There is much to commend in this volume, though I won’t do its contents full justice here. Contributors include leading historians of religion, both “mafia” members and not. Many essays recapitulate the now-standard narrative; others suggest new ways forward. (In that regard, I commend, especially, the chapters by Luke Harlow and Darren Dochuk, scholars of the next generation.) Combined, the collection makes a clear case for the continuing importance of the project that Noll helped foster.
But I want to use my space here to honor another intention of the editors: that it spur “further conversation” about evangelicalism and history (xvii). With turning points spanning from the Great Awakening to the 1974 Lausanne Conference, this collection provides the perfect bird’s eye view for such an assessment.
Given the success of the evangelical paradigm over the last thirty-odd years, what new questions and conundrums has it produced? Where do we go from here? What new historiographical turning points should be implemented?
I’ll suggest four areas where the evangelical paradigm could use recalibration, if, in the spirit of Noll, we want to do the history of evangelicalism (and not theology or something else). It may require that we relinquish long-held assumptions and incorporate new perspectives. But this will give new vitality to the enterprise.
What exactly do we mean by the term “evangelical”?
I’ve written about this before and won’t belabor the point. But the fact remains that even after three decades of work, we have no consensus on a rigorous historical definition of “evangelicalism”—either as a historically delimited network, a set of institutions, or a collection of doctrines—including Bebbington’s famous quadrilateral. But without this, our histories become practically incommensurate.
The solution, I think is to stop treating “evangelicalism” as a particular group, movement, identity, or thing. Instead, evangelicalism is most useful analytically when treated as a flexible orientation: one that takes conservative and liberal forms, abides in elite and non-elite contexts, and accommodates nearly every denominational tradition. As an orientation, it was taken up and discarded (in part or in whole) as it served the interests of the person or group.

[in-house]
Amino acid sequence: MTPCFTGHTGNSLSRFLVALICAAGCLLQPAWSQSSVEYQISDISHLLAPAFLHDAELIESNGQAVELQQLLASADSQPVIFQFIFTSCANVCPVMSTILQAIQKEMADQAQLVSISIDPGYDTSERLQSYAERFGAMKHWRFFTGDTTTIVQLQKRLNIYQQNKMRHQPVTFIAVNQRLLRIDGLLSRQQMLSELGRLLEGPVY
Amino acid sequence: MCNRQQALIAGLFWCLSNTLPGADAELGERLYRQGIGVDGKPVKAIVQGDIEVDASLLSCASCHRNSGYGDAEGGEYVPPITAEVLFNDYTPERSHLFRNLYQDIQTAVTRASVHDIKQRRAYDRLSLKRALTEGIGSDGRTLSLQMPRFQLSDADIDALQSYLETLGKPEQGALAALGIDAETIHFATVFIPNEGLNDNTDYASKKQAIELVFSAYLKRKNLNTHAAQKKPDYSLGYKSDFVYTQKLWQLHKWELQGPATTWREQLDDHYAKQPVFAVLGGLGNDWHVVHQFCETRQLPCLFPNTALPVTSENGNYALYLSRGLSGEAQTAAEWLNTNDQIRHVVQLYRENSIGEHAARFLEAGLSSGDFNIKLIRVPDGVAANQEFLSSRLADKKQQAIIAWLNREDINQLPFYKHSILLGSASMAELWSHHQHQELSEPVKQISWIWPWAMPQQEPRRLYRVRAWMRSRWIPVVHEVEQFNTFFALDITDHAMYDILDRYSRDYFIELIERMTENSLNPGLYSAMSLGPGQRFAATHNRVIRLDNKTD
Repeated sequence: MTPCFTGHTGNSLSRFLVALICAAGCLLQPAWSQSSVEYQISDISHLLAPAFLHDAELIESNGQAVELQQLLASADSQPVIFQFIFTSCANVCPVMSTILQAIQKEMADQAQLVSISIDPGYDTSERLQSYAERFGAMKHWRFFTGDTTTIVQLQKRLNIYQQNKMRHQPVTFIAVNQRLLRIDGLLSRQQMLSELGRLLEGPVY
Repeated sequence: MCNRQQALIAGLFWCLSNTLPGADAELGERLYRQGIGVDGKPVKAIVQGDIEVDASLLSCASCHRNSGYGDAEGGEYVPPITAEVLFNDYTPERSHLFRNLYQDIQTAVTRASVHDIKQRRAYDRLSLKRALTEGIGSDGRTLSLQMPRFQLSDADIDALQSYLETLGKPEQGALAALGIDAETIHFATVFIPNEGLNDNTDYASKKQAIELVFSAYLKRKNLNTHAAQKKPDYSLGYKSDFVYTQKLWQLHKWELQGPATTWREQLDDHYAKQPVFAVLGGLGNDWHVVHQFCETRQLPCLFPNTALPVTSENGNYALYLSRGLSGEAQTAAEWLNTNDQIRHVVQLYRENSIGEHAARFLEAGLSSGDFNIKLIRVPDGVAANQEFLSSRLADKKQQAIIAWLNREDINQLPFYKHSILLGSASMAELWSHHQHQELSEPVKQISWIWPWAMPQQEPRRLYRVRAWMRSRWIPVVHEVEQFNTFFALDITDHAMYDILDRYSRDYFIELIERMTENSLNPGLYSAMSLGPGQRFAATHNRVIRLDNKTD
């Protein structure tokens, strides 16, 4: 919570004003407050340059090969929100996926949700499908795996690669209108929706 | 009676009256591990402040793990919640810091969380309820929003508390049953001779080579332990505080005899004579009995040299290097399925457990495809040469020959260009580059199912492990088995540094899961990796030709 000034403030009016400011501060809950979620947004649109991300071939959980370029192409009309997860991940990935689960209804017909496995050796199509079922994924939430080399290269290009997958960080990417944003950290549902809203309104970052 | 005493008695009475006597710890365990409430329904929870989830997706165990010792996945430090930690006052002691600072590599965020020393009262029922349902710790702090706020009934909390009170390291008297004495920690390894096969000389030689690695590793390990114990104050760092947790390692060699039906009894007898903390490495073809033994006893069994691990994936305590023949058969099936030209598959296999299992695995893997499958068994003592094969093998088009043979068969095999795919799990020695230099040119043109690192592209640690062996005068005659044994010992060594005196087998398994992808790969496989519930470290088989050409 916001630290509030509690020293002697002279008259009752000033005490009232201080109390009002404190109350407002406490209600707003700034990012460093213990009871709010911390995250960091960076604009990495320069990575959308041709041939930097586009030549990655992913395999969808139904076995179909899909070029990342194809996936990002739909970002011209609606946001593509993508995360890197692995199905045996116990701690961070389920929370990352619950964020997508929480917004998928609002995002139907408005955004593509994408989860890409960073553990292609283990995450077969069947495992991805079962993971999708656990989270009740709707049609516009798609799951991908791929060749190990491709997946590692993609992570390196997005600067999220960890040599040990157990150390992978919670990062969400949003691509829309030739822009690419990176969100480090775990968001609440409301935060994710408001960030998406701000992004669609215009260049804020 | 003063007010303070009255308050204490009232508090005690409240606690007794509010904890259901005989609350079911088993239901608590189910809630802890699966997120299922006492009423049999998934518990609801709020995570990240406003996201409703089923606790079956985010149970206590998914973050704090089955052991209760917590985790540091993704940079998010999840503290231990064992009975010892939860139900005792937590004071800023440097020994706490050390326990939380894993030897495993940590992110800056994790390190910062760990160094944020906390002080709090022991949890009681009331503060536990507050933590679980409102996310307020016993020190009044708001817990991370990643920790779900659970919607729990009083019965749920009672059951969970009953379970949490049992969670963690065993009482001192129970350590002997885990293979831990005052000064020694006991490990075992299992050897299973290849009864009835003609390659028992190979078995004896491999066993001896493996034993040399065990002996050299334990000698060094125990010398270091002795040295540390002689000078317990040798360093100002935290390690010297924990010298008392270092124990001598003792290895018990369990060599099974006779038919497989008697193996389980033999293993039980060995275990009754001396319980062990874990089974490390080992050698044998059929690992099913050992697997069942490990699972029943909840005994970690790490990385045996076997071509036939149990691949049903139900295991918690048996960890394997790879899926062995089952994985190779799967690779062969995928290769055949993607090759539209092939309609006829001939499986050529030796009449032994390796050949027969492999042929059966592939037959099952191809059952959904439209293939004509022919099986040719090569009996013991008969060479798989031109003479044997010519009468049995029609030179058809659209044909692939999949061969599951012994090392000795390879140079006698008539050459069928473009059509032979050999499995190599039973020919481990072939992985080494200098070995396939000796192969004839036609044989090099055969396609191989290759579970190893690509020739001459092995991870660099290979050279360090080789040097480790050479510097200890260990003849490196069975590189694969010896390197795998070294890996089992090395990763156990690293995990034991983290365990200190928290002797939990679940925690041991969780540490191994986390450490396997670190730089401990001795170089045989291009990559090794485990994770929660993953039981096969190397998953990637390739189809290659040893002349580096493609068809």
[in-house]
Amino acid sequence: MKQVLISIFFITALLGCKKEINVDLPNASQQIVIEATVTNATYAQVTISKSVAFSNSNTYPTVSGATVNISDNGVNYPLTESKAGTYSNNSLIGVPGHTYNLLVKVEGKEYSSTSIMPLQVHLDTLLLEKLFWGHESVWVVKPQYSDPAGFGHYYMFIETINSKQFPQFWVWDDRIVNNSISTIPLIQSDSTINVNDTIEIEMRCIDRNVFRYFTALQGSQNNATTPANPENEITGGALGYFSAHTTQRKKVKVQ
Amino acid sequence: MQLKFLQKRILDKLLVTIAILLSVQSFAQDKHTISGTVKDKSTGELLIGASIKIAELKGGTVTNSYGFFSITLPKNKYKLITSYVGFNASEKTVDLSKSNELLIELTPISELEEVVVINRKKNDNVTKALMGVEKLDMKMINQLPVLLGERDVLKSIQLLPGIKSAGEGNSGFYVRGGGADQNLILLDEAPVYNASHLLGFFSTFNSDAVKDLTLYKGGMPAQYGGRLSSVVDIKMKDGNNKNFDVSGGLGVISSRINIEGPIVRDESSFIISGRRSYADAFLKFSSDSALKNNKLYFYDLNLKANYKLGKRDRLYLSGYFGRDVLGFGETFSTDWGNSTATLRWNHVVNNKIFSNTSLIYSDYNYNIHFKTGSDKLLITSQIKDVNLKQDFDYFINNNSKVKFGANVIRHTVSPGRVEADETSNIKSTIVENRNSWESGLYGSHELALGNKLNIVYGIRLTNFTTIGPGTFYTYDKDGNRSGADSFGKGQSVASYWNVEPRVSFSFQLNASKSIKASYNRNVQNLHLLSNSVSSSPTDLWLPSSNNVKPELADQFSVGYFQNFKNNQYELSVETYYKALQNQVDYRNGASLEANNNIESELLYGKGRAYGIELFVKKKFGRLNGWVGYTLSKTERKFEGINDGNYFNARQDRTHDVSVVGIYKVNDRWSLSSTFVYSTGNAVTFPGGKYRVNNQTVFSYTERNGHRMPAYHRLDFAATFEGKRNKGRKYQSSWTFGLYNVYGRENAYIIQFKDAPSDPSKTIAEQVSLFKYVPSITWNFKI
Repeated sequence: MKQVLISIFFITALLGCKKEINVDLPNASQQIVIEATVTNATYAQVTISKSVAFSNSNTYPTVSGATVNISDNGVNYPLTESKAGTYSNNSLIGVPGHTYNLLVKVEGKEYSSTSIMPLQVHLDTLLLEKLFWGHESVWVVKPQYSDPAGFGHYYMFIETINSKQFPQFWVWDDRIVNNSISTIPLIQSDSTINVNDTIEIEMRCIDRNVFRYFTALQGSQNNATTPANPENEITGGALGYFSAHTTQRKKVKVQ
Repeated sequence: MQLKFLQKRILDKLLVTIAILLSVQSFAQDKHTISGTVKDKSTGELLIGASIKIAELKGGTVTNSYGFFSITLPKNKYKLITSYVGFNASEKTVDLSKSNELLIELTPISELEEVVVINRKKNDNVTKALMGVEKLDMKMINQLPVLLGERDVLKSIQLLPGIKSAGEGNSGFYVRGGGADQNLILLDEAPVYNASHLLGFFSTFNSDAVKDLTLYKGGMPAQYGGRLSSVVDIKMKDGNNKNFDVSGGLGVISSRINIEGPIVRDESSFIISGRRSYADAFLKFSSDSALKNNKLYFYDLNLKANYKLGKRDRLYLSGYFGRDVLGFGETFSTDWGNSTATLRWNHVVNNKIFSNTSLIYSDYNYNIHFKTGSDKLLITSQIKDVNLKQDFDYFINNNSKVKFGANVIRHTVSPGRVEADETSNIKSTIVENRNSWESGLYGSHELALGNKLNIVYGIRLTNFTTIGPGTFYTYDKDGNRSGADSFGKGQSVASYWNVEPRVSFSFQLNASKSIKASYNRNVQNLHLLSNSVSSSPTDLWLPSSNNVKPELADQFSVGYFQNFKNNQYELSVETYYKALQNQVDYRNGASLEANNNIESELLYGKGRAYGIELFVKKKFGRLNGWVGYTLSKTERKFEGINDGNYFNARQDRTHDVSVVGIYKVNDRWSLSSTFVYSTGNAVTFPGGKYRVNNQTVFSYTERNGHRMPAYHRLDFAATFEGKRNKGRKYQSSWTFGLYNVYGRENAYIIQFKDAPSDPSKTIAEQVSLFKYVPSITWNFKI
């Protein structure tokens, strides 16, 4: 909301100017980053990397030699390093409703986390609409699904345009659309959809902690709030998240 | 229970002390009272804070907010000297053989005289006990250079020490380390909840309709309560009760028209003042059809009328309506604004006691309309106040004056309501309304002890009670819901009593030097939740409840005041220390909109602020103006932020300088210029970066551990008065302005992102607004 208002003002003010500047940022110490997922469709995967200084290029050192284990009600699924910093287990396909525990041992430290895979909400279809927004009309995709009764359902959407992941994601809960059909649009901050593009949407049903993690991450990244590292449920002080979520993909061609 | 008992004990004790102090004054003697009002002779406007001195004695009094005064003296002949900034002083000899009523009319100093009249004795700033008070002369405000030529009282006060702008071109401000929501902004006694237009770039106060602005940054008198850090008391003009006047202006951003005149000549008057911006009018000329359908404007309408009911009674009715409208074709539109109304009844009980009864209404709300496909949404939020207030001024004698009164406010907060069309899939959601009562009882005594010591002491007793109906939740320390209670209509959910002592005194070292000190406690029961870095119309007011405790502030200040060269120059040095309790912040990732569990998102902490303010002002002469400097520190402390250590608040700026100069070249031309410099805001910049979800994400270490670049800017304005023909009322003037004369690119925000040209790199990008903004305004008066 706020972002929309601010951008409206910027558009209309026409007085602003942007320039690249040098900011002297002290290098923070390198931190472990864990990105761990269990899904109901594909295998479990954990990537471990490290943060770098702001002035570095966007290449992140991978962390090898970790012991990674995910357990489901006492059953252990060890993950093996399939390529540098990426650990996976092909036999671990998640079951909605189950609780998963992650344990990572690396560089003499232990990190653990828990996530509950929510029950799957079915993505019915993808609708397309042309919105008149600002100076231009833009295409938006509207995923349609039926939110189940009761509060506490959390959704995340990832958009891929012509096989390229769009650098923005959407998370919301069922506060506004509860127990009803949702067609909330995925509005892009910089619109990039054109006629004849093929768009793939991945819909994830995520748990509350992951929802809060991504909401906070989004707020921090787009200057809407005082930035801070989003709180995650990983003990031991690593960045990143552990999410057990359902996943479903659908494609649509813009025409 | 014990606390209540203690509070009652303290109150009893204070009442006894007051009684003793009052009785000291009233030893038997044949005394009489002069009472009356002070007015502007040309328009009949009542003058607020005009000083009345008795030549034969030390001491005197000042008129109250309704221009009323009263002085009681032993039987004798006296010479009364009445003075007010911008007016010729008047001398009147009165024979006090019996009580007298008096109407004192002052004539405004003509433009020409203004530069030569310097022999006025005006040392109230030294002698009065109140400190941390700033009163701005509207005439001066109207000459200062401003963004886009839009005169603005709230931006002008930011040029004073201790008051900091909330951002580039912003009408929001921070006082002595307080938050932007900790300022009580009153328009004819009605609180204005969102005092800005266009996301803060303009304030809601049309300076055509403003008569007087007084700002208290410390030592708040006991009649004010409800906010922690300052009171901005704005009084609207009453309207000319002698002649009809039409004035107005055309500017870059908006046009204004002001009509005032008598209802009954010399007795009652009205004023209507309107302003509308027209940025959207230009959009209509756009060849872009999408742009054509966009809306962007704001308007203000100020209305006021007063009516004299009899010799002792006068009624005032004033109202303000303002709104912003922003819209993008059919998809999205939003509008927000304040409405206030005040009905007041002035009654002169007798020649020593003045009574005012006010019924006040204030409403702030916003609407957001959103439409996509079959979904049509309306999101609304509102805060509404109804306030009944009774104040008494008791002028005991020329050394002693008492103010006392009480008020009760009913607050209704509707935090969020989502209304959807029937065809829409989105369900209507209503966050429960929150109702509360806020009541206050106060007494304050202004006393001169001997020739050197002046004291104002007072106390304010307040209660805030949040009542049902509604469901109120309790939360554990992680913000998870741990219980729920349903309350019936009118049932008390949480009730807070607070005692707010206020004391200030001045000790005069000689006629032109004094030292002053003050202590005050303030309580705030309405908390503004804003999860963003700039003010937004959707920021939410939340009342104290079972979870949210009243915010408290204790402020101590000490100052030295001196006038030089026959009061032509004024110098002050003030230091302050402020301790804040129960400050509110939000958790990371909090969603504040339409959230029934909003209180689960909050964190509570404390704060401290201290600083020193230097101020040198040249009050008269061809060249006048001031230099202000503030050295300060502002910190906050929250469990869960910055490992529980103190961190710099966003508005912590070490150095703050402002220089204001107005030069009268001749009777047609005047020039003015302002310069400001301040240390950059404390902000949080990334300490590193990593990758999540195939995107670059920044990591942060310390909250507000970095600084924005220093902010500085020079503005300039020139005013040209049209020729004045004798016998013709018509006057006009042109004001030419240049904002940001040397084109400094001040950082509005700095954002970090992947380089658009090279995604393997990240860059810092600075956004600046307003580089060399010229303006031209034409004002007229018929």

What constitutes an evangelical orientation? Catherine Brekus’s excellent essay in this collection offers a perfectly serviceable starting point. She defines evangelical as a combination of a radically individualistic form of Protestantism and Enlightenment empiricism (specifically, its “language of assurance, certainty, experience, and proof”) (24). Defined this way, evangelicalism has a clear genealogy—a history—that began during the Great Awakening. It also allows us to define a non-evangelical in an unprejudicial way: those holding a communal “churchly” orientation who take the institutional church, tradition, creeds, theological systems, and the like as sources of religious authority. “Churchly” Protestants came before, but also existed alongside evangelicals. Whatever individualistic traits and Enlightenment assumptions they incorporated into everyday life, they simply did not believe that they should be applied to religion.
The problem with much of evangelical history today is that any rigorous criterion for “evangelical” tends to evaporate when we read studies on the nineteenth century. It is replaced by self-identification—whether a person claims to be evangelical. Because of this, these studies make it seem that the once-peripheral movement suddenly became hegemonic. But did it? If so, when was this turning point and what caused it?